To summarize: The interface is slick and easy to use, for simple server setups it could come in handy as a server management tool for example for beginners and accessible from the internal network only. A downside currently is the already mentioned limit to the distributions: as far as I got it, only Fedora 18 and 20 are supported yet. But the project has just begun, and will most certainly pick up more support in the near future, as long as the foundations (systemd) are properly supported in the distribution of your choice. And in the meantime Cockpit might be an extra bonus for people testing the coming Fedora Server. ;-)

Last but not least, in case you wonder how server management looks like with systemd, Cockpit can give you a first impression: it uses systemd and almost nothing else for exactly that.

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26 thoughts on “First look at cockpit, a web based server management interface [Update]

    1. Yes and know. Webmin tries to help you actually configuring your services. Cockpit does not want to deal with the service configuration but just with the service state. Additionally, Webmin does try various system tasks the best it can – which is not always a good, comparable and reliable way. Cockpit does its things reliable – since systemd simply offers a possibility, or not.

      Thus I would say Webmin tries to solve other problems: service configuration, and system management no matter what the foundation is. Cockpit only offers system management, and only systemd based.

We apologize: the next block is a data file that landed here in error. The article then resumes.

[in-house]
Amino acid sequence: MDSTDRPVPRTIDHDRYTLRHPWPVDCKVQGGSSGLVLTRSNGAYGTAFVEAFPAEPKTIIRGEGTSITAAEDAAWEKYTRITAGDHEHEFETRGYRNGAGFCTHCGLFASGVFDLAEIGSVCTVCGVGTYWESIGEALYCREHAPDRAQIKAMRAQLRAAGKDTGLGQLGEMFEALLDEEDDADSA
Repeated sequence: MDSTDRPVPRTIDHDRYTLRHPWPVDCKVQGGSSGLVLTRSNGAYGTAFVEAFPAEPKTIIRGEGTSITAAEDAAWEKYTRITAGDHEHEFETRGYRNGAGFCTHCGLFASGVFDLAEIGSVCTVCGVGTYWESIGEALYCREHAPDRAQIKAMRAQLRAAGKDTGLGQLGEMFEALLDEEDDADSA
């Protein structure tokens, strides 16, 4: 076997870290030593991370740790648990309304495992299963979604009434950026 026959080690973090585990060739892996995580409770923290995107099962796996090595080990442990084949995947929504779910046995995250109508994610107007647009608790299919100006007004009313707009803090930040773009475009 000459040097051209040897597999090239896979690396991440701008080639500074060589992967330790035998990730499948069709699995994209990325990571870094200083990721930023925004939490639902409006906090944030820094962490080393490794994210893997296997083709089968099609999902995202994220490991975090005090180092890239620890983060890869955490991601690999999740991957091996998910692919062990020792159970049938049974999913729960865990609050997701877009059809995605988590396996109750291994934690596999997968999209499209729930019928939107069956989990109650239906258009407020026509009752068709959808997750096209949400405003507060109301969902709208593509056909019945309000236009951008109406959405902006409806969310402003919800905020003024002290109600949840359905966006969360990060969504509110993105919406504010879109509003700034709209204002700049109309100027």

2. OK… thanks for the explaination.

      At work we are switching to Ubuntu LTS systems, because 99,99% of the free bioinformatics software is realized on that OS.

      So I’m moving away from Fedora/CentOS and re-learning new tricks and tools…

    3. Hm, that makes me wonder which tools will “win” in the end: systemd, Wayland vs upstart, Mir….
      And speaking about Ubuntu: while I personally still use Fedora and CentOS, my daily work is all about Debian. Currently the differences are not *that* big I think…

    1. Hej Stephen, thanks for pointing that out, I wasn’t aware. Would have saved me some trouble installing it ;-)
      I’m looking forward to when more packages arrive at various distributions =)

    1. Not so far – from what I read the scope of it differs from the one of Cockpit. Looks to me that Cockpit much more aims at what webmin does: managing the actual services as well.
      Cockpit is (currently) limited to managing the server, not the services themselves =)

  1. Great article, let’s hope it reaches a production level in the near future and also to be included in the software repositories

    Great job as usual !

    Oscar

    1. Oscar, thanks for the compliments. Please note that Cockpit is indeed already included in Fedora’s updates-testing repository, so it getting easier to give it a try.

  2. I am sure there is room for this tool in the market and am looking forward to its continued production. Cockpit will surely fit into someone’s missing business management application and would great used alongside other existing systems. The nice design is a plus. Great post.

    1. I’d say the scope is different: it is not all about monitoring, but about restarting services and getting emergency remote access. Health statistics are just a nice add-on.